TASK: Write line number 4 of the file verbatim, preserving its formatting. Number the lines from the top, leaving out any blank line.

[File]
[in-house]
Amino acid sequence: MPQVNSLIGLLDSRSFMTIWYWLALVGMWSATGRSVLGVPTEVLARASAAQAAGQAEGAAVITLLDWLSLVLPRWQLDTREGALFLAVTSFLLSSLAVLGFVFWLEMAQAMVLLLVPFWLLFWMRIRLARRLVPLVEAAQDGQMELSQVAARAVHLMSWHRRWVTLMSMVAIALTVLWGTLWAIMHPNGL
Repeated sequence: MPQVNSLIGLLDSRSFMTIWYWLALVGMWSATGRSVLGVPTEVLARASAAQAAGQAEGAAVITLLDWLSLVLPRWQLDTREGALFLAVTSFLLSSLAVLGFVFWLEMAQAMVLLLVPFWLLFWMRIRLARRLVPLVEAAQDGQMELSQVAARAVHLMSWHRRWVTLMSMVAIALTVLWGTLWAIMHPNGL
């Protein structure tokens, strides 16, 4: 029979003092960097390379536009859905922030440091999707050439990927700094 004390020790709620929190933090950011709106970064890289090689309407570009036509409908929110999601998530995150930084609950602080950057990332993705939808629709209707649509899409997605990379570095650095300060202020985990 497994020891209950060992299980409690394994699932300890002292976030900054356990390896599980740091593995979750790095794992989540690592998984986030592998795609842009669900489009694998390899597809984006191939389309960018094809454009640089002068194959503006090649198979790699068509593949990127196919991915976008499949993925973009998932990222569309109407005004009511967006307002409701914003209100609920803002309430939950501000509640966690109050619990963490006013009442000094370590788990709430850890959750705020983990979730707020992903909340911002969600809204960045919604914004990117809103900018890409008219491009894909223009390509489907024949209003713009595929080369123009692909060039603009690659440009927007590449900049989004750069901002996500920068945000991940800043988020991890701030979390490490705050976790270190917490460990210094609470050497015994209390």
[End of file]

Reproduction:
């Protein structure tokens, strides 16, 4: 029979003092960097390379536009859905922030440091999707050439990927700094 004390020790709620929190933090950011709106970064890289090689309407570009036509409908929110999601998530995150930084609950602080950057990332993705939808629709209707649509899409997605990379570095650095300060202020985990 497994020891209950060992299980409690394994699932300890002292976030900054356990390896599980740091593995979750790095794992989540690592998984986030592998795609842009669900489009694998390899597809984006191939389309960018094809454009640089002068194959503006090649198979790699068509593949990127196919991915976008499949993925973009998932990222569309109407005004009511967006307002409701914003209100609920803002309430939950501000509640966690109050619990963490006013009442000094370590788990709430850890959750705020983990979730707020992903909340911002969600809204960045919604914004990117809103900018890409008219491009894909223009390509489907024949209003713009595929080369123009692909060039603009690659440009927007590449900049989004750069901002996500920068945000991940800043988020991890701030979390490490705050976790270190917490460990210094609470050497015994209390």